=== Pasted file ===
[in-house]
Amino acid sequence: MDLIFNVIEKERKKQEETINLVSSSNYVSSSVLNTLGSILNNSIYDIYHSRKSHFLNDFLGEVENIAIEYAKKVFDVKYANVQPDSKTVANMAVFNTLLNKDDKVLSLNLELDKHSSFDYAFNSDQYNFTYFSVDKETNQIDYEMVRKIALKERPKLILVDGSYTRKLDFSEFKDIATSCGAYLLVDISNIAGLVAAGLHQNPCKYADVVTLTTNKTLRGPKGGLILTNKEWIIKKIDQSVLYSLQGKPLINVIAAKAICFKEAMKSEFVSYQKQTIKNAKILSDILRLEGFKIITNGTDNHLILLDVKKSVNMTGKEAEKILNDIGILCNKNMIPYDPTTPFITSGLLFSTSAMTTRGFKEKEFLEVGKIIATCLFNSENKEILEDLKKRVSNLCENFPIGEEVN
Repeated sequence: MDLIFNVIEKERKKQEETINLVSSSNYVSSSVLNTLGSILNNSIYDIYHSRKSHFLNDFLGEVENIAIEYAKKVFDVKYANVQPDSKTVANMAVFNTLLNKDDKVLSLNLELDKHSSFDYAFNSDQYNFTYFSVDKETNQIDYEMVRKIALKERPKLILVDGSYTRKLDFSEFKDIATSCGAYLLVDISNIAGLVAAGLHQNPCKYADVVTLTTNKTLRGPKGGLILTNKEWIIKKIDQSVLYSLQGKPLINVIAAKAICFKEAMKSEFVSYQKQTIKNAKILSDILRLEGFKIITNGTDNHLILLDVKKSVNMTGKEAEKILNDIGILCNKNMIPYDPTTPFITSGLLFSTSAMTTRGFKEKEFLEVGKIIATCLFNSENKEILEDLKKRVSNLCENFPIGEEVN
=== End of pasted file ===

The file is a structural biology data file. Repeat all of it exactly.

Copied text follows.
[in-house]
Amino acid sequence: MDLIFNVIEKERKKQEETINLVSSSNYVSSSVLNTLGSILNNSIYDIYHSRKSHFLNDFLGEVENIAIEYAKKVFDVKYANVQPDSKTVANMAVFNTLLNKDDKVLSLNLELDKHSSFDYAFNSDQYNFTYFSVDKETNQIDYEMVRKIALKERPKLILVDGSYTRKLDFSEFKDIATSCGAYLLVDISNIAGLVAAGLHQNPCKYADVVTLTTNKTLRGPKGGLILTNKEWIIKKIDQSVLYSLQGKPLINVIAAKAICFKEAMKSEFVSYQKQTIKNAKILSDILRLEGFKIITNGTDNHLILLDVKKSVNMTGKEAEKILNDIGILCNKNMIPYDPTTPFITSGLLFSTSAMTTRGFKEKEFLEVGKIIATCLFNSENKEILEDLKKRVSNLCENFPIGEEVN
Repeated sequence: MDLIFNVIEKERKKQEETINLVSSSNYVSSSVLNTLGSILNNSIYDIYHSRKSHFLNDFLGEVENIAIEYAKKVFDVKYANVQPDSKTVANMAVFNTLLNKDDKVLSLNLELDKHSSFDYAFNSDQYNFTYFSVDKETNQIDYEMVRKIALKERPKLILVDGSYTRKLDFSEFKDIATSCGAYLLVDISNIAGLVAAGLHQNPCKYADVVTLTTNKTLRGPKGGLILTNKEWIIKKIDQSVLYSLQGKPLINVIAAKAICFKEAMKSEFVSYQKQTIKNAKILSDILRLEGFKIITNGTDNHLILLDVKKSVNMTGKEAEKILNDIGILCNKNMIPYDPTTPFITSGLLFSTSAMTTRGFKEKEFLEVGKIIATCLFNSENKEILEDLKKRVSNLCENFPIGEEVN